What makes wine dry? It's easy to taste, but much harder to measure

phys.org | 5/8/2019 | Staff
PaMePaMe (Posted by) Level 3
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When you take a sip of wine at a family meal or celebration, what do you notice?

First, you probably note the visual characteristics: the color is generally red, rosé or white. Next, you smell the aromatic compounds wafting up from your glass.

Sensation - Mouth - White - Wine - Rosé

And then there's the sensation in your mouth when you taste it. White wine and rosé are usually described as refreshing, because they have brisk acidity and little to moderate sweetness. Those low levels of sugar may lead you to perceive these wines as "dry."

People also describe wines as dry when alcohol levels are high, usually over about 13%, mostly because the ethanol leads to hot or burning sensations that cover up other sensations, especially sweetness. People also perceive red wines as dry or astringent because they contain a class of molecules called polyphenols.

Enologist - Wine - Scientist—I - Chemistry - Glass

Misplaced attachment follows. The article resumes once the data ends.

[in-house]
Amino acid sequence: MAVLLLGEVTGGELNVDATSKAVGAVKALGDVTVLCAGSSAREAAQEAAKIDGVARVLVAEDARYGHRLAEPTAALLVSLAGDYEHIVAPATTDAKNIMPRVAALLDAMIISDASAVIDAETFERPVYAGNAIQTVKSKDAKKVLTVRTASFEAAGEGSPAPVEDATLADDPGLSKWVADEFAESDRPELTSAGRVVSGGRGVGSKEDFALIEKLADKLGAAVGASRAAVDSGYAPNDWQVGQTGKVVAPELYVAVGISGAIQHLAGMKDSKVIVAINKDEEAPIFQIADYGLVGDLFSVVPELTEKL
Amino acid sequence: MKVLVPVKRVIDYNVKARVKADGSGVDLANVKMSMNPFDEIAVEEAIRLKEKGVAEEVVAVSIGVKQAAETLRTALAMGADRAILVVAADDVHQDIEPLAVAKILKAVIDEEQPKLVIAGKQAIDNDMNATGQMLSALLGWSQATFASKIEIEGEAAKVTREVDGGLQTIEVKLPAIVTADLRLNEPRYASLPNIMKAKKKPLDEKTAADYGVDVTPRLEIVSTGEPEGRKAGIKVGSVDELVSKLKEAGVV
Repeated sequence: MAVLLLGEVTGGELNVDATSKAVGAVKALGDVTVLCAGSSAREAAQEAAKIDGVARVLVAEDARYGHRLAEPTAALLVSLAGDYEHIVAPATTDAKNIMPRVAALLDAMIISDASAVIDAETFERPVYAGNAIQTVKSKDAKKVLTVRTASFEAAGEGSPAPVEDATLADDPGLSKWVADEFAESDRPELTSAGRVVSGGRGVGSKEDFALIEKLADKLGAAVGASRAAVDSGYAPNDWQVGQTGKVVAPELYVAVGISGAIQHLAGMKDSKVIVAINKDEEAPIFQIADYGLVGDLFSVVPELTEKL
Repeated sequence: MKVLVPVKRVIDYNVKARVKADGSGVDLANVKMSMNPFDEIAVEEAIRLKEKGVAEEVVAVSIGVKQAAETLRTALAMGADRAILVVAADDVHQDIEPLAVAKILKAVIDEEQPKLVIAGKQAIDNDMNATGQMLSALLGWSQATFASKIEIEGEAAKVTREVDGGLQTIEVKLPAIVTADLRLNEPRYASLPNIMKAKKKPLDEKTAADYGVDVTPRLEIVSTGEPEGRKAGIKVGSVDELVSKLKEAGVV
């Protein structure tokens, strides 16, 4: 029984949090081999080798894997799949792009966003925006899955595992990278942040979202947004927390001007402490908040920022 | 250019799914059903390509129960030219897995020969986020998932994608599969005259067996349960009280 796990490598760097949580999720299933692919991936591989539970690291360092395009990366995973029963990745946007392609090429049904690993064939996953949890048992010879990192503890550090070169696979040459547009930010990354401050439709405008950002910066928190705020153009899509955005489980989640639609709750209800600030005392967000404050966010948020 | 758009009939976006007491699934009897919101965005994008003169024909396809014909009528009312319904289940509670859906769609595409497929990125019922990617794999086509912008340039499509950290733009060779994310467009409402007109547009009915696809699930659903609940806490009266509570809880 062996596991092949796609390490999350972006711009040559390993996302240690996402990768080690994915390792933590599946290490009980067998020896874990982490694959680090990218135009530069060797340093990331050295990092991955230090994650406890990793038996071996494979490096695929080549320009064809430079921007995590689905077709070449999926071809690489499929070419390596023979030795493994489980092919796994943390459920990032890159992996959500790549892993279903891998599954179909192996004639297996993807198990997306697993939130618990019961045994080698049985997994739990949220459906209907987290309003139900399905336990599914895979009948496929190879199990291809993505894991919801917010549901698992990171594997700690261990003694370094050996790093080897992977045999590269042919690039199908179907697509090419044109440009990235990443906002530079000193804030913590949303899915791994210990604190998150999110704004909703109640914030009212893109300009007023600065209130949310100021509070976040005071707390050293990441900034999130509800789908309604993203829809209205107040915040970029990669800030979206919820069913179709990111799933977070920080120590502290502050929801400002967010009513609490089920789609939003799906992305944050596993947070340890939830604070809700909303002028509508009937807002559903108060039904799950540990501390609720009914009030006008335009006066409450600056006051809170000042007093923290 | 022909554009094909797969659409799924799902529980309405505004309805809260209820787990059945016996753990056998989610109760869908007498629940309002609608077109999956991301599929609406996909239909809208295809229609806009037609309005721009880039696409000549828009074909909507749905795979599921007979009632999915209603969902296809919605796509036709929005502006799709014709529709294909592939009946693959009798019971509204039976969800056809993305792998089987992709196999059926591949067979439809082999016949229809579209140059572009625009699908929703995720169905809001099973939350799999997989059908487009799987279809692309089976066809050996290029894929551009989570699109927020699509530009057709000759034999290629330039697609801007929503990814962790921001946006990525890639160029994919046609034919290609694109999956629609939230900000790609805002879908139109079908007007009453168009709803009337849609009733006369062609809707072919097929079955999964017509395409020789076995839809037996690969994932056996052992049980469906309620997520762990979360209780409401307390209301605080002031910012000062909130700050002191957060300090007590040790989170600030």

As an enologist – a wine scientist—I'm interested in how all the chemistry in a glass of wine adds up to this perception of dryness. People are good at evaluating a wine's dryness with their senses. Can we eventually come up with a way to automatically assess this dryness or astringency without relying on human tasters?

Everything starts with the grapes. If you taste a mature grape skin or seed at harvest, it will seem dry or astringent to you, thanks to a number of chemical compounds it contains.

Molecules - Tannins - Astringency - Perception - Compounds

Large molecules called condensed tannins are mostly responsible for the astringency perception. These compounds are made up of varying types and numbers of smaller chemical units called flavanols. Tannins are in the same family of molecules, the polyphenols, that give grapes their red or black color. They tend to be larger in grape skins than in grape seeds, and consequently the skins tend to be more astringent, while the seeds are more bitter.

Grape varieties differ in how much of...
(Excerpt) Read more at: phys.org
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